Contrary to my old-fashioned idea of TV series, where the same group of caricaturesque characters repeatedly meet new settings that are solved within the 50 mn each show lasts, the whole season of True Detective is a single story, much more like a very long movie with a unified plot that smoothly unfolds and gets mostly solved in the last episode. It obviously brings more strength and depth in the characters, the two investigators Rust and Marty, with the side drawback that most of the other characters, except maybe Marty’s wife, get little space.  The opposition between those two investigators is central to the coherence of the story, with Rust being the most intriguing one, very intellectual, almost otherworldly, with a nihilistic discourse, and a self-destructive bent, while Marty sounds more down-to-earth, although he also caters to his own self-destructive demons… Both actors are very impressive in giving a life and an history to their characters. The story takes place in Louisiana, with great landscapes and oppressive swamps where everything seems doomed to vanish, eventually, making detective work almost useless. And where clamminess applies to moral values as much as to the weather. The core of the plot is the search for a serial killer, whose murders of women are incorporated within a pagan cult. Although this sounds rather standard for a US murder story (!), and while there are unnecessary sub-plots and unconvincing developments, the overall storyboard is quite coherent, with a literary feel, even though its writer,  Nic Pizzolatto, never completed the corresponding novel and the unfolding of the plot is anything but conventional, with well-done flashbacks and multi-layered takes on the same events. (With none of the subtlety of Rashômon, where one ends up mistrusting every POV.)  Most of the series takes place in current time, when the two former detectives are interrogated by detectives reopening an unsolved murder case. The transformation of Rust over 15 years is an impressive piece of acting, worth by itself watching the show! The final episode, while impressive from an aesthetic perspective as a descent into darkness, is somewhat disappointing at the story level for not exploring the killer’s perspective much further and for resorting to a fairly conventional (in the Psycho sense!) fighting scene.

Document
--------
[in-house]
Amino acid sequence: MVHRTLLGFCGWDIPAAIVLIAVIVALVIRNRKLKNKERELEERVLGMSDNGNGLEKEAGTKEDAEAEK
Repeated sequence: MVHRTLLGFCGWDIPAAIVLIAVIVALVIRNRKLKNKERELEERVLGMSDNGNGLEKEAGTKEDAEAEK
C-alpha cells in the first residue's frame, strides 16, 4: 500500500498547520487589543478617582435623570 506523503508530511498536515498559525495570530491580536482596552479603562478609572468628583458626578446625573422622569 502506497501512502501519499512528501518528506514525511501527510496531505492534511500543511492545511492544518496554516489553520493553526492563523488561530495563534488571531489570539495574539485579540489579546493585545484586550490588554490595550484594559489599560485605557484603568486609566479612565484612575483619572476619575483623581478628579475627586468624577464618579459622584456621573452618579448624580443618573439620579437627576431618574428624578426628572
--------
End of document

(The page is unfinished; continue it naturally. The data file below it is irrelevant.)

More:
Sherlock [#3]

Posted in Books with tags , , , , , , on March 14, 2015 by xi'an

After watching the first two seasons of the BBC TV Series Sherlock while at the hospital, I found myself looking forward further adventures of Holmes and Watson and eventually “bought” the third season. And watched it over the past weekends. I liked it very much as this new season distanced itself from the sheer depiction of Sherlock’s amazing powers to a quite ironic and self-parodic story, well in tune with a third season where the audience is now utterly familiar with the main characters. They all put on weight (mostly figuratively!), from Sherlock’s acknowledgement of his psychological shortcomings, to Mrs. Hudson’s revealing her drug trafficking past and expressing her dislike of Mycroft, to  John Watson’s engagement and acceptance of Sherlock’s idiosyncrasies, making him the central character of the series in a sort of fatherly figure. Some new characters are also terrific, including Mary Morstan and the new archvillain, C.A. Magnussen. Paradoxically, this makes the detective part of the stories secondary, which is all for the best as, in my opinion, the plots are rather weak and the resolutions hardly relying on high intellectual powers, albeit always surprising. More sleuthing in the new season would be most welcome! As an aside, the wedding place sounded somewhat familiar to me, until I realised it was Goldney Hall, where the recent workshops I attended in Bristol took place.